The formerly forgettable Quest got a blockbuster generational makeover for 2004, shaking up the minivan establishment with avant-garde styling, a long list of features, and loads of interior space. Sharing basic FF-L platform elements and its 3.5-liter DOHC V-6 with the Altima, Maxima, and Murano, the 2005 Quest comes in four trim levels: the 3.5, 3.5S, 3.5SL, and 3.5SE. All are front-drive, and each step up adds standards and options that permit greater degrees of personalization. Questing for success in this evaluation was a fairly loaded 3.5 SE.
Penned at Nissan Design America in San Diego, California, the Quest breaks out of the soccer-mom milieu with distinctive body contours highlighted by an arching roof, rising “kinked” shoulder line, prominent fender flares, and flush glass from the B-pillar back. A long (124.0-in.) wheelbase, short overhangs, and a wide track add to its distinctive presence. At SE level, 225/60HR16 tires and steel wheels give way to 225/55HR17 rubber on 17-inch alloy rims.
Even bolder inside than out, the Quest embodies what Nissan calls an “urban loft” environment. The look begins with a low, flat dash that enhances forward visibility by placing the instrument cluster, including a 6.3-inch LCD display, in the center of the vehicle. A pedestal-like outcropping beneath the gauges holds the shift lever, center vents, audio and heat/air controls, plus the largest of many modestly scaled storage bins, open and covered, that are found throughout the cabin. With 211.0 cubic feet of total interior volume, this is one of the most spacious minivans you can buy. As standard minivan, the Quest can hold a 4×8-foot sheet of plywood with its large rear hatch closed. Standard seating includes just two front buckets. However, the Seat Package adds second-row Captain’s Chairs that tip and flip forward and away at the touch of a lever, plus a three-place, fold-flat third-row bench. Teamed with oversized sliding rear doors, the formula ensures easy access for both people and cargo. Suede cloth, manual front seats and an eight-speaker/150-watt AM/FM/CD sound system gives way to leather, power perches with a two-position memory, and a 10-speaker/265-watt Bose setup with six-disc CD changer in the 3.5 SE, a package that’s optional in the SL. Quest amenities include front and rear A/C, power windows/locks/mirrors, keyless remote entry, cruise control, a tire pressure monitor, trip computer, overhead front console, variable speed wipers, eight cupholders, and four 12V power points. The 3.5S gains dual power sliding rear doors, a power liftgate, and sonar rear park assist, while the SL adds a power-adjustable driver’s seat and pedal set, leather-wrapped steering wheel with audio/cruise control buttons, and rear-seat audio controls.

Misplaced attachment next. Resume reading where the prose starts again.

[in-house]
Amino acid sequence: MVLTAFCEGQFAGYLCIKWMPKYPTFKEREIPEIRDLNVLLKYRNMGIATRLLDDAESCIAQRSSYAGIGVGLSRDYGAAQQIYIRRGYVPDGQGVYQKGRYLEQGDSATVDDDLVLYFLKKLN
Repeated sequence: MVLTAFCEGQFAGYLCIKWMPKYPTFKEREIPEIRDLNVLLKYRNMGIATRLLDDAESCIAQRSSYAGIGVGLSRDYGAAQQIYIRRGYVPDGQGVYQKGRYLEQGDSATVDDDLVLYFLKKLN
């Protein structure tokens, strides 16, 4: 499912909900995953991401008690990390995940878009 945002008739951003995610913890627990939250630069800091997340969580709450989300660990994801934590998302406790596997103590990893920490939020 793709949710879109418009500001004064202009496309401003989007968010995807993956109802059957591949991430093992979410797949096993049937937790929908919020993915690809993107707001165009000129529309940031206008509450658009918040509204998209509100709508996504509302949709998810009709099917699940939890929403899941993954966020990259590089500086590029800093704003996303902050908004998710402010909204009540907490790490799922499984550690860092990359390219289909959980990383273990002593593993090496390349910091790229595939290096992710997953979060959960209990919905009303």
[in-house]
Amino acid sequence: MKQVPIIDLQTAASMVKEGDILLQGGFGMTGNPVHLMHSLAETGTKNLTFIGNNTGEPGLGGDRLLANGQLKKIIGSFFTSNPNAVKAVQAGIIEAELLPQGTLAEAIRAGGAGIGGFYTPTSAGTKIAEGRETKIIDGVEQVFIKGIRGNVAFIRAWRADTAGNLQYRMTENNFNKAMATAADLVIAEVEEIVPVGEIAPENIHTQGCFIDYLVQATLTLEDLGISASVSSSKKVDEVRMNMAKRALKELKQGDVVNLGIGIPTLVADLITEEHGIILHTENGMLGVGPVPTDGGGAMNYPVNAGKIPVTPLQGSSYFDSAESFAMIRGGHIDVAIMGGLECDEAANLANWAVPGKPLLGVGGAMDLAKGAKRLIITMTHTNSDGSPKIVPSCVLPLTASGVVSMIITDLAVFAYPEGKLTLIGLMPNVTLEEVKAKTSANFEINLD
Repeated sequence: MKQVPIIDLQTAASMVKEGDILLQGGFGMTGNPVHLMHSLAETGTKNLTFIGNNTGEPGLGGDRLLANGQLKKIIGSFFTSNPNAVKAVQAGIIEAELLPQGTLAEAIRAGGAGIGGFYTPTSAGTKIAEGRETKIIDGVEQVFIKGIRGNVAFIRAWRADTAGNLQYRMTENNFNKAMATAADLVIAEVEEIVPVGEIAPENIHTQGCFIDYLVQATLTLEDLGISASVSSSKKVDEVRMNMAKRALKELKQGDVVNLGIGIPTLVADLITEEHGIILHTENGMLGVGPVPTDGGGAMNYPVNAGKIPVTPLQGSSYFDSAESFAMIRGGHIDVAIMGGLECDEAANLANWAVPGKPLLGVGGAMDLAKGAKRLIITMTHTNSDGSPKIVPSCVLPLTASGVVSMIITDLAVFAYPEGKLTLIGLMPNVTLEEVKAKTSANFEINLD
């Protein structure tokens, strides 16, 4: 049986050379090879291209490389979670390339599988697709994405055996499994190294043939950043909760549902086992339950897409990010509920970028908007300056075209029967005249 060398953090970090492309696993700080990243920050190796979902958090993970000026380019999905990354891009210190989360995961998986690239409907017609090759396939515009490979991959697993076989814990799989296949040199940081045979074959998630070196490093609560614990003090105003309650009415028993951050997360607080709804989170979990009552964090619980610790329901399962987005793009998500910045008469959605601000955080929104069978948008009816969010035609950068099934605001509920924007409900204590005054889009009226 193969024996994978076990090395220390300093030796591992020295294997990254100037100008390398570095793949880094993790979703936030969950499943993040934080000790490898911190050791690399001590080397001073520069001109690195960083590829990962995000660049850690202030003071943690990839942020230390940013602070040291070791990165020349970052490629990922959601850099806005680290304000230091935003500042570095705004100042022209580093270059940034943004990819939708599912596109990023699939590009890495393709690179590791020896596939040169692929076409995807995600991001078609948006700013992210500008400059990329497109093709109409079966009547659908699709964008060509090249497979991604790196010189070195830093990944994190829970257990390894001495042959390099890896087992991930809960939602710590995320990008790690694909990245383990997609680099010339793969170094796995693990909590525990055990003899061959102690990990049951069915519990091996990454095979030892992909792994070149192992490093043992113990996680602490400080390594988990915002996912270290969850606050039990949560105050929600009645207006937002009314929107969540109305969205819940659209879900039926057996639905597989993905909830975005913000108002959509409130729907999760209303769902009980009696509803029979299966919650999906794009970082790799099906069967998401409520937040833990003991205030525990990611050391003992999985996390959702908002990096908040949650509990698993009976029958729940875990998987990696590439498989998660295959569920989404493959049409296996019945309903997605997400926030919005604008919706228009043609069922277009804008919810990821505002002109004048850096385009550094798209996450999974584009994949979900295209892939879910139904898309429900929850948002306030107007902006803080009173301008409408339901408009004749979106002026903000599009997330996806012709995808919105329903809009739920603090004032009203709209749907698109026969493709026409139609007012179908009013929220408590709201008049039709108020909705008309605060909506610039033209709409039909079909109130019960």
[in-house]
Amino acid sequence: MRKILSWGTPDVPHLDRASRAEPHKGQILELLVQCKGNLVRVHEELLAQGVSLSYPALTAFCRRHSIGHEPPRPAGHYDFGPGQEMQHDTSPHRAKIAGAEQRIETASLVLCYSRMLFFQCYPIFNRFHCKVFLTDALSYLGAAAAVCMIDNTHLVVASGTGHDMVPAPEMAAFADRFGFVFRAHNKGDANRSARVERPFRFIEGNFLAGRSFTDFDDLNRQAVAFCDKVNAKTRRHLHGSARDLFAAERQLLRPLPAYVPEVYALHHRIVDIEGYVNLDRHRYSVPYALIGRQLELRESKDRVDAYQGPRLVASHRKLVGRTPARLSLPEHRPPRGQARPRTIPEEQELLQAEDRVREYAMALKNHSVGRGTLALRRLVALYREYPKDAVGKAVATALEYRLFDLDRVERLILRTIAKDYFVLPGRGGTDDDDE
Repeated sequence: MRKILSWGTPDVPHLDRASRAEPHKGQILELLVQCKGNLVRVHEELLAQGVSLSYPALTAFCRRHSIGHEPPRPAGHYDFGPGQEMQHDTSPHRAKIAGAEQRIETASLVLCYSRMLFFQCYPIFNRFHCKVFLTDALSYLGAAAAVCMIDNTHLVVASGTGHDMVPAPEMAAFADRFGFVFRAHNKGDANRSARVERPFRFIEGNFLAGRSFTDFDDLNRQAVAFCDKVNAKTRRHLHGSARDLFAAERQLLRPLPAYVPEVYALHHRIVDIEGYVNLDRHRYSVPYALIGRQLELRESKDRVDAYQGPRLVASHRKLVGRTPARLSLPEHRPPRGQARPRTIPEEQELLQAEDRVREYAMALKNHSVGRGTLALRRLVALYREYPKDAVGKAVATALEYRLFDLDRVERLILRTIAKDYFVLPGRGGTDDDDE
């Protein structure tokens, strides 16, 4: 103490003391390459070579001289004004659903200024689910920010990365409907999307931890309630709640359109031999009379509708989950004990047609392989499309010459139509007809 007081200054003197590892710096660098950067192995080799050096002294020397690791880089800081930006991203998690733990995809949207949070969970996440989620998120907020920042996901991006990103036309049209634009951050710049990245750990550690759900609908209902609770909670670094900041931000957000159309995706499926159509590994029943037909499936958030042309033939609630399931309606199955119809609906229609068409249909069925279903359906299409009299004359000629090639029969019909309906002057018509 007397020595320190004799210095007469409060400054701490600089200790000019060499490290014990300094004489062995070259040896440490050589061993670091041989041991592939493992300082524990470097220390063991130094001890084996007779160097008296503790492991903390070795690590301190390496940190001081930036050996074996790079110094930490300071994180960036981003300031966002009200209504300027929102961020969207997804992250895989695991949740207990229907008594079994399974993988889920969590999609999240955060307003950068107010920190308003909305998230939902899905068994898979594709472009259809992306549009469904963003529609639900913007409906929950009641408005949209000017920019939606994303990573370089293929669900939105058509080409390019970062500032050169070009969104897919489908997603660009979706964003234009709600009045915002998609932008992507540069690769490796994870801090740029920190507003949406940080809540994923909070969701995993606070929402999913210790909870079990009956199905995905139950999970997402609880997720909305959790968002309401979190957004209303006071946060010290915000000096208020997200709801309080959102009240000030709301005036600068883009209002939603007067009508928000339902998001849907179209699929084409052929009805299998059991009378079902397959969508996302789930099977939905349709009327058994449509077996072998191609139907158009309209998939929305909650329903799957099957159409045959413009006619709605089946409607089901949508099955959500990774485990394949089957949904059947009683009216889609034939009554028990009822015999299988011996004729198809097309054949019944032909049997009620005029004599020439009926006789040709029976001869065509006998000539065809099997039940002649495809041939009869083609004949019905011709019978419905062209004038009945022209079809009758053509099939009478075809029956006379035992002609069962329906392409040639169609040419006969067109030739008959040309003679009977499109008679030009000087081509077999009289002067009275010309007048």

Dual-stage front airbags and side curtain bags are standard on all models, with front side bags available on 3.5SL and standard on 3.5SE. All Quests have traction control, ABS brakes with brake assist and electronic brake force distribution, and a tire-pressure monitor. The SE adds stability control.
Nissan’s superb VQ 3.5-liter V-6 powers all Quest variants. Fitted with variable valve timing, this alloy twin-cammer makes 240-hp and 242 lb-ft of torque when fed premium unleaded gasoline, 230 and 238 on regular. It’s paired with a four-speed automatic transmission in the 3.5 and 3.5S, and mated to a five-speed autoshifter in 3.5SL and 3.5SE. All Quests come with traction control, and the SE also has Nissan’s Vehicle Dynamic Control stability system.
Behind the Wheel